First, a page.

Review: Beacon

Disclaimer: The content of this book was approved by a sensitivity reader from the mutism community. My review is based on an ARC I received from the author, and all opinions are my own.

Beacon by Camille Peters is the second "Little Mermaid" adaptation I've read this summer that doesn't actually contain any actual mermaids. The other was The Silent Songbird by Melanie Dickerson. Between the two, I must admit that I prefer the latter. Beacon struggles with many of the same shortcomings as other books from Camille Peters' series such as slow pacing and an overall lack of conflict. It's a pleasant enough love story that gets bogged down by concepts that are difficult to swallow involving the main character. Like the previous book in this series, Forgotten, the magical elements of the setting are underdeveloped, which causes issues with the believability.

Beacon by Camille Peters

Though Beacon is listed as inspired by "The Little Mermaid," the story seems to draw more inspiration from other sources such as Moana and Frozen. Like the films themselves, the Moana elements work better than the Frozen ones. The main character, Marisa, is the daughter of a lighthouse keeper who was chosen by the ocean to have extraordinary abilities. She uses those abilities to send her voice away to the ocean to escape her childhood trauma like Moana did with the heart of Te Fiti during her moment of weakness. This plot point could be quite compelling to someone who has tried to bury away their own trauma. However, the trauma that she tries to bury is where the book starts to lose me. The abilities that she has over the sea are so powerful that she caused an enormous storm as a child that sunk a ship her mother was on. I see how this parallels with Elsa's powers in Frozen and how she tried to conceal them after hurting Anna as a child, but that was on a much smaller scale than controlling an entire ocean. Marisa is ridiculously overpowered with no explanation as to where the abilities came from. They don't run in her family nor were they granted to her by some sort of relic. She is intimidated by the dangers of these powers and believes that by giving up her voice, she will no longer be able to hurt anyone again.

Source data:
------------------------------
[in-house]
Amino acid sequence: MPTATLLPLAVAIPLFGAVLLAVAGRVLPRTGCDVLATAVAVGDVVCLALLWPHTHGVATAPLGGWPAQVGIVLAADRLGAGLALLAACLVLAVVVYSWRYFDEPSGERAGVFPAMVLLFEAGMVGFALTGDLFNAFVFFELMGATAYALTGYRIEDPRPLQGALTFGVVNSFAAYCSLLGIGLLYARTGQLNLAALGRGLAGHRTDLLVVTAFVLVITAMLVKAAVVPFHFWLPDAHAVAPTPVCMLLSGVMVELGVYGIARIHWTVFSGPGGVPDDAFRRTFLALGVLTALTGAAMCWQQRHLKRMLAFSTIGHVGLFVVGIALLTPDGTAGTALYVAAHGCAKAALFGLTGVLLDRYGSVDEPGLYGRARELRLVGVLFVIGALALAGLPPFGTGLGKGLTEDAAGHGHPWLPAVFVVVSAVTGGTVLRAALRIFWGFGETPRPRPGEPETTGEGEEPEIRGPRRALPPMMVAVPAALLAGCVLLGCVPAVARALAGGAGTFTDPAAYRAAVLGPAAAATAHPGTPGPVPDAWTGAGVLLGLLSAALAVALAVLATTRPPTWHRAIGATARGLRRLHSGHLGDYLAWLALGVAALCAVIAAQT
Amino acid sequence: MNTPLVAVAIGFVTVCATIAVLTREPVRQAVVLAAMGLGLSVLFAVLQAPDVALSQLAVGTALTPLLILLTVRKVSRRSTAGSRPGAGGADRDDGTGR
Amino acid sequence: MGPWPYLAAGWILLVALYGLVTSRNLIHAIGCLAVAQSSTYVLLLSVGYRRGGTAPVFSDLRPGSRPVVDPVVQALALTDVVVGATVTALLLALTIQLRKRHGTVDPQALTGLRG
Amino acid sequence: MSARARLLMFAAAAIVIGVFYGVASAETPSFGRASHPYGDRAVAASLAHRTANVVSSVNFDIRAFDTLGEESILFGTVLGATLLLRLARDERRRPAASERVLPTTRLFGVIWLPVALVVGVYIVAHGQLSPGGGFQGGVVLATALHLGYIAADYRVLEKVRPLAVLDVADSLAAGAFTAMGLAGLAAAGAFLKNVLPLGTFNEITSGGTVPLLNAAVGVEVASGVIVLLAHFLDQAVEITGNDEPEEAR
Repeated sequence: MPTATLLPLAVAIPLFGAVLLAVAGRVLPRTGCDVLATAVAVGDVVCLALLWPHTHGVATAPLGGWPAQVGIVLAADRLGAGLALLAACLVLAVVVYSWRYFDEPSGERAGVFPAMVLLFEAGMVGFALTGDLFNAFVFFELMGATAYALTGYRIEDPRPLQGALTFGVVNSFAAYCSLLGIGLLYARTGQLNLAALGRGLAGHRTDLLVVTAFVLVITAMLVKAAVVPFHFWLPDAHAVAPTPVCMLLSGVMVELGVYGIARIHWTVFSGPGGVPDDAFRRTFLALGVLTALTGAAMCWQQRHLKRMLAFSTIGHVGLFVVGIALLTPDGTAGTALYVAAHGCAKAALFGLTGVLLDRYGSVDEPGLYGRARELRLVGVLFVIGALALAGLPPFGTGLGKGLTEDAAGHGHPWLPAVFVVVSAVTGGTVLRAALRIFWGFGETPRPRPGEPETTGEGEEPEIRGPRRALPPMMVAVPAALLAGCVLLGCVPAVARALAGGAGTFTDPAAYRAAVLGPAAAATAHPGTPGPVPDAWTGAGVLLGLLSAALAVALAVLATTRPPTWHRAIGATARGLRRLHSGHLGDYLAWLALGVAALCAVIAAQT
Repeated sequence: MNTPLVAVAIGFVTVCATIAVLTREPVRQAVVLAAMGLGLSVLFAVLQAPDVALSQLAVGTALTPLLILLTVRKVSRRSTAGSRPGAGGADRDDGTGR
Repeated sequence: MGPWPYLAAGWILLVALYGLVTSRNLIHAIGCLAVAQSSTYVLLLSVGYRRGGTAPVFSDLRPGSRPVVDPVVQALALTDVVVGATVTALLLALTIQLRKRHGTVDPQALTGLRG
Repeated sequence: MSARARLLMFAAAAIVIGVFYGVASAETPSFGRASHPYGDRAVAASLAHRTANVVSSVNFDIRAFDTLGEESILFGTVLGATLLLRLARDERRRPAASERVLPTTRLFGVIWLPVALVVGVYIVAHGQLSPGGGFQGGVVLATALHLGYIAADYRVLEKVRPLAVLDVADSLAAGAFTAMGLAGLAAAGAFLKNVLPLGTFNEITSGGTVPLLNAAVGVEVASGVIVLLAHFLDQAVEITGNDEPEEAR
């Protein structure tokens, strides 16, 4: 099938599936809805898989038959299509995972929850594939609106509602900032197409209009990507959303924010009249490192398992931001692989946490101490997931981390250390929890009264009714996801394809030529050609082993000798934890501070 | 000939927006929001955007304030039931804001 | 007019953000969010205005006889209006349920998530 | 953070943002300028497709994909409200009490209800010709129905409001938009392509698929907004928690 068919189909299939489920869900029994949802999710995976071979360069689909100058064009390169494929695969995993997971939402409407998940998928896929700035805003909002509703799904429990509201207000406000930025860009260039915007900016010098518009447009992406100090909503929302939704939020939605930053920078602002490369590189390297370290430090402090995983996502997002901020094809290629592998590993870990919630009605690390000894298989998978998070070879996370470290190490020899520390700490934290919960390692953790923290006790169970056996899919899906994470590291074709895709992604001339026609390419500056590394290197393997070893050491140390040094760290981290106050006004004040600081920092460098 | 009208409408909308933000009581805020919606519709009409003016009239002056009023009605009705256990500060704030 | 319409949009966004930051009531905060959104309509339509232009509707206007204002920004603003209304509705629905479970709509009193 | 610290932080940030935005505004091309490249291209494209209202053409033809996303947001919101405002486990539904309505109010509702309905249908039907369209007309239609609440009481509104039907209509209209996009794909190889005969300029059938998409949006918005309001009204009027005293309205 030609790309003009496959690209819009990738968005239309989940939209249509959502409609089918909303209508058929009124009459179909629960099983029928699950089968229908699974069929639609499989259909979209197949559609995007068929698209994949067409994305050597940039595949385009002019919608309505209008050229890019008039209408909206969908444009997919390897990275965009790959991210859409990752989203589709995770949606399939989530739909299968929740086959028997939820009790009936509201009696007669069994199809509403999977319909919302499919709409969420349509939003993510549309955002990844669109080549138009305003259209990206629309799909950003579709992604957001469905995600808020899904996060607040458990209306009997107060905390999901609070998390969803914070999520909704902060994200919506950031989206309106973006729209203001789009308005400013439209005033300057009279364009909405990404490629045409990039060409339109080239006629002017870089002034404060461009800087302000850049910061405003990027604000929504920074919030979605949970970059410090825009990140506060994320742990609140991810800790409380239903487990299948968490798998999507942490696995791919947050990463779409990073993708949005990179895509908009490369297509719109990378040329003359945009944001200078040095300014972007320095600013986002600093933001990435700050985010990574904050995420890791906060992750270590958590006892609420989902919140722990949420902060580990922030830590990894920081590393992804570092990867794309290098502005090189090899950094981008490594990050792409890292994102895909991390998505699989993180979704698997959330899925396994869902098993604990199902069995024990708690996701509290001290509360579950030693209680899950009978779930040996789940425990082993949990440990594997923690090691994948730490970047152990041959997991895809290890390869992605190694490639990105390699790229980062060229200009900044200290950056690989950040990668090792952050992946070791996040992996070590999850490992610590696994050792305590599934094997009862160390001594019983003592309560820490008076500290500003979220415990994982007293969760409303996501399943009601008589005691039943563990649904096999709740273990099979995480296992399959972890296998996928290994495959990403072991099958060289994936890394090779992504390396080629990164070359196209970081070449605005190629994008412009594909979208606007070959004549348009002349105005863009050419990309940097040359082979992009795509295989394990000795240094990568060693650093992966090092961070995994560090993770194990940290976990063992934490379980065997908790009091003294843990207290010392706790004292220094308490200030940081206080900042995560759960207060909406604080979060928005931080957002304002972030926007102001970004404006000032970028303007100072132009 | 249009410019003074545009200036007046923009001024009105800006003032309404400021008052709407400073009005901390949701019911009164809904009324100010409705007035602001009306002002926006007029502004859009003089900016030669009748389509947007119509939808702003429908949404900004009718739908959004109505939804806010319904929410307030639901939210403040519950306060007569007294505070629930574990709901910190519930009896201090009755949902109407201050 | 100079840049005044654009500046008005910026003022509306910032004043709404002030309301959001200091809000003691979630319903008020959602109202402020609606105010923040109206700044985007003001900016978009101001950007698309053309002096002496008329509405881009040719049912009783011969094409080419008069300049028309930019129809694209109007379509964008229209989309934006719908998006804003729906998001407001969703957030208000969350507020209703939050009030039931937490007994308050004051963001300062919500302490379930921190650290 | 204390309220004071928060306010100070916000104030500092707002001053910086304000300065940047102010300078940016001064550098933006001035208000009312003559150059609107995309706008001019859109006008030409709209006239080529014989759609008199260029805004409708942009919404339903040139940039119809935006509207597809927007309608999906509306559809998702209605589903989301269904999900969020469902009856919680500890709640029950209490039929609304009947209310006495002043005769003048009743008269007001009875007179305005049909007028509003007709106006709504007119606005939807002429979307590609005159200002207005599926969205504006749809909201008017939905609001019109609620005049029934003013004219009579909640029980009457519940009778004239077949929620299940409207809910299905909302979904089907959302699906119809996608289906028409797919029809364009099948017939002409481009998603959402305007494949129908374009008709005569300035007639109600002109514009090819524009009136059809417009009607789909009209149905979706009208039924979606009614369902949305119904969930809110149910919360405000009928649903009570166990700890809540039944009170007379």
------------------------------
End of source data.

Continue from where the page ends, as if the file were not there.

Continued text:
While the exploration of why and how Marisa has these unique abilities could have made for a compelling story, the majority of the book focuses on her relationship with a prince she rescued from drowning, and I'm sorry to say that it just isn't that interesting. Prince Owen is immediately taken with Marisa after she rescues him and does everything in his power to find ways to communicate with her. The problem is that he's way too good at it. He instantly knows everything she's thinking from a few gestures, so once he starts teaching her to read and write, there is little payoff. I also found Marissa's method of writing confusing. Despite being a complete novice, she was able to spell every word perfectly with one exception, yet she constantly skips words. When I think of a child who is learning how to write, I imagine they would try to sound out the words and write a sentence such as "You are a nice man" like "U r a nise man." Marisa writes it as "You nice man." To me, this sounds like someone who doesn't understand English as opposed to someone who has never written before. She grew up in a lighthouse with her father speaking to her all the time, so there doesn't seem to be a reason for her to be unable to conjugate a sentence even if she doesn't know how to spell the words.